As a result of the FSRRP’s interventions, the agricultural sector is not only supported, but food security in Yemen is also ensured, as agricultural production meets local needs.
As part of the project, irrigation canals in Al-Wasat, a subdistrict of Abs in Hajjah, will be repaired, and spillways will be constructed in Al-Qafrah and Al-Manather to preserve arable land. By participating in the construction of these interventions, local farmers have earned an income through cash-for-work.
“Irrigation canals and spillways preserve agricultural lands from erosion during torrential rains and floods,” says 60-yeal-old farmer Ali Ahmed Afandi. In addition to increasing irrigation levels and crop production, spillways protect agricultural lands from erosion and increase water retention capacity. “We can now save on renting tractors to fix the damage caused by heavy rainfall,” he says.
“We used to live in constant fear that torrential rains would destroy our crops and lands, but now everything has changed: we are now ready for the coming agricultural season.” says Afandi.
According to Abdul-Ellah Yahya, SFD’s consultant for the spillways project in Al-Qaffra, Abbs, agricultural output had been declining due to land degradation—while most farmers were unable to afford to rehabilitate their lands because of the costs.
He explains how this project safeguards agricultural lands from floods and heavy rainfall, expanding irrigated areas and boosting crop output. Additionally, irrigation canals deliver adequate water to farms while spillways regulate irrigation, enabling greater soil saturation and protecting it from erosion which helps sustain its fertility.
This presents farmers with the opportunity to cultivate more than one harvest in a given season—an achievement that will have dramatic effects on their lives.
Agriculture and Climate Change
The adverse effects of climate change have increased in recent years in Yemen, destroying livelihoods in a country already plagued by water and food insecurity, as well as land degradation. FSRRP’s goal is to enhance climate-smart agricultural practices so communities can continue to produce food.
Engineer Ahmed Salem, Agriculture Projects Officer and Assistant Director of the SFD office in Hajjah, explains that climate change is causing devastating impacts on agricultural cycles. Floods, downpours, drought and untimely rain can destroy farmlands as well as hamper agricultural tasks and yields, which further aggravates food insecurity.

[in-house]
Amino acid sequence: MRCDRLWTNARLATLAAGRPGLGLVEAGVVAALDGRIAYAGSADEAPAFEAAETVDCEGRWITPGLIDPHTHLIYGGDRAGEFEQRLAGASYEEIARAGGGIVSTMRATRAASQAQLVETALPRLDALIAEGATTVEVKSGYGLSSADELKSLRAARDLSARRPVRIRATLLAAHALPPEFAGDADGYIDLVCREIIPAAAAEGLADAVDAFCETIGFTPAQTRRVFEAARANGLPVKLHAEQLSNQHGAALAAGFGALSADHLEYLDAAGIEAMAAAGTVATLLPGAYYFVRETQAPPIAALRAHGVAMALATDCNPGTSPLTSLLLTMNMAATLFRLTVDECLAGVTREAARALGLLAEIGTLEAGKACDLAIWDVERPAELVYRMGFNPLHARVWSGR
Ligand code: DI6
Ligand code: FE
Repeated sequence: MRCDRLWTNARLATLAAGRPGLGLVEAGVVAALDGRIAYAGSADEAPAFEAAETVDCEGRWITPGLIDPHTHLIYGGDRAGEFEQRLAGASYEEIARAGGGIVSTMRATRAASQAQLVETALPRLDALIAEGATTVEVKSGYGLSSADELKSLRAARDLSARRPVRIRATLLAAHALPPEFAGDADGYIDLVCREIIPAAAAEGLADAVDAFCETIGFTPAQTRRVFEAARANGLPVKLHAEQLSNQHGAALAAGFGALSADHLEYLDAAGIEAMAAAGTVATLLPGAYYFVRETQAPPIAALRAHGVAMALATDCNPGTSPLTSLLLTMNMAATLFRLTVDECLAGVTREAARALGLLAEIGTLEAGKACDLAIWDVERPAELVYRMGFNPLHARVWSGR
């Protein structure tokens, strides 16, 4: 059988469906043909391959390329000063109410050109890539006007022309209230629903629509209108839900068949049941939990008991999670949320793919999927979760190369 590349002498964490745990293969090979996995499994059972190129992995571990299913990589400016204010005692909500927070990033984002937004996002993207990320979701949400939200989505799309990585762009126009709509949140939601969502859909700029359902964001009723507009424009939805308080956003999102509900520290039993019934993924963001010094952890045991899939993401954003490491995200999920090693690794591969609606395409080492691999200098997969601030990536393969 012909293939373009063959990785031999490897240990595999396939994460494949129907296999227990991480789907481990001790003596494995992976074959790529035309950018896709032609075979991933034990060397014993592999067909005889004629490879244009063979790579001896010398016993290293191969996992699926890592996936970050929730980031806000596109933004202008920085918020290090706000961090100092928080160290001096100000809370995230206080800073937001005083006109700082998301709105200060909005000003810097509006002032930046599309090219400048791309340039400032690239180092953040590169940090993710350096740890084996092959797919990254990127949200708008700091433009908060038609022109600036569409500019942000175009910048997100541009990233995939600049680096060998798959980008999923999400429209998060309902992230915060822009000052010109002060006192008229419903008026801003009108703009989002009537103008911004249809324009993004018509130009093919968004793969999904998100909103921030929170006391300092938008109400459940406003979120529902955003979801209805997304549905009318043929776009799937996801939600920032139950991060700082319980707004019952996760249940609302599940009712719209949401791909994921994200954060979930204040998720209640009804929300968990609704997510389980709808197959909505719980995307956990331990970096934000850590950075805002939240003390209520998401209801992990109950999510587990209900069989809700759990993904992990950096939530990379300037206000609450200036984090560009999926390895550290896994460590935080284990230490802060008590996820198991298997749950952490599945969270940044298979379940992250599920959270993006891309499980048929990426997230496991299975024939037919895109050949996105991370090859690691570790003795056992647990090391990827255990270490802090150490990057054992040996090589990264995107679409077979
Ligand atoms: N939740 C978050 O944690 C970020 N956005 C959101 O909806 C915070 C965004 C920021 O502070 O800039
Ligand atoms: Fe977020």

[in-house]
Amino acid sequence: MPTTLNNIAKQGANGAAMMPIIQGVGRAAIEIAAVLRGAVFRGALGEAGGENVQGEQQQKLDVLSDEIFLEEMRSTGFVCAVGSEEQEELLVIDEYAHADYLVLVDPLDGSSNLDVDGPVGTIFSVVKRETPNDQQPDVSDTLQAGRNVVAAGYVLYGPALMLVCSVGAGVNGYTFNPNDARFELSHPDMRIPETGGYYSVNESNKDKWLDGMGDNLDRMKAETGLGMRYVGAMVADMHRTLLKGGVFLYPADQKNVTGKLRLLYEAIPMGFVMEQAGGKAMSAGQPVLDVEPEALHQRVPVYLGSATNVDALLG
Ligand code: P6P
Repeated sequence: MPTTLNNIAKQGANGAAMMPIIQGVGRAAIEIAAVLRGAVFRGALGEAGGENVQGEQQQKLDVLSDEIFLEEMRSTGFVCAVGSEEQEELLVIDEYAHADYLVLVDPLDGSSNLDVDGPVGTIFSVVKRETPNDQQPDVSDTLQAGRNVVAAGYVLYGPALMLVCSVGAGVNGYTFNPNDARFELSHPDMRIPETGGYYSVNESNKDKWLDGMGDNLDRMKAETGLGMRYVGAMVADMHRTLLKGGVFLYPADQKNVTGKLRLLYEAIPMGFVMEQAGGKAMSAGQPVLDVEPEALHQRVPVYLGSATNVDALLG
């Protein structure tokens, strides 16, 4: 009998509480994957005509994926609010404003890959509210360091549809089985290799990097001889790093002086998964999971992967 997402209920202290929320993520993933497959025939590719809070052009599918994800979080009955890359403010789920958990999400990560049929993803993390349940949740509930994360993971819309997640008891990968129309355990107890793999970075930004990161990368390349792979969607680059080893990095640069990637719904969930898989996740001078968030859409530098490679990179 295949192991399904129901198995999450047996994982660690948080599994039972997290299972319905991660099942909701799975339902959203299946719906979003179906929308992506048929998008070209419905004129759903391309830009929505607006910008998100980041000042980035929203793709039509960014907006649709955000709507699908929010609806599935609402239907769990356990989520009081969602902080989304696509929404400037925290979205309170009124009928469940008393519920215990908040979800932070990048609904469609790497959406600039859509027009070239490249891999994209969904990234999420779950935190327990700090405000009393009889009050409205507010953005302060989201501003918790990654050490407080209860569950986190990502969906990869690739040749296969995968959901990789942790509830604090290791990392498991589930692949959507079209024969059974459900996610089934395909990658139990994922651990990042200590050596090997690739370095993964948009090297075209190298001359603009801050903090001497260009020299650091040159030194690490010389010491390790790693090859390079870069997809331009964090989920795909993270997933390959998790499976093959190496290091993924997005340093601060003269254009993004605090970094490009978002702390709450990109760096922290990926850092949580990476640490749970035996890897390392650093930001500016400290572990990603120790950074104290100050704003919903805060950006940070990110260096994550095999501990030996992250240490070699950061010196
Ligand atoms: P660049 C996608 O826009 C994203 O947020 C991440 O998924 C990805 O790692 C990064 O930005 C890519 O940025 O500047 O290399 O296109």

To address this challenge, rehabilitation of irrigation canals and construction of spillways were implemented in Al-Qafrah and Al-Manather villages in the Al-Wasat district of Abs.
A rainwater-harvesting reservoir was also constructed in Al-Ashraf village, Aslem Al-Sham, so farmers could continue cultivating their lands to make a living and to provide sustainable sources of supplementary irrigation. Several farmers abandoned farming in the area because of flooding and torrential rains, causing land damage and soil erosion.
In addition to restoring these lands and protecting other areas, the project will ease the struggles of farmers who depend on crop farming and livestock breeding for their livelihood.
Funded by the World Bank’s IDA, the Yemen Food Security Response and Resilience Project is being carried out by the UNDP, The Food and Agricultural Organisation of the United Nation (FAO) and the World Food Programme (WFP).
The UNDP’s USD 64 million contribution to FSRRP centres around enhancing agricultural production infrastructure, incorporating climate resilience and is done in partnership with the Social Fund for Development as well as the Public Works Project.
*This report is based on a UNDP Yemen Feature https://undpyemen.exposure.co/improving-agricultural-production-and-building-climate-resilient-communities-in-yemen?source=share-UNDPYemen [IDN-InDepthNews]
Photo: Local beneficiaries engaged in the construction of irrigation spillways, which control irrigation and prevent soil erosion in Abbs district, Hajjah Governorate. | Photo credit: UNDP Yemen 2023.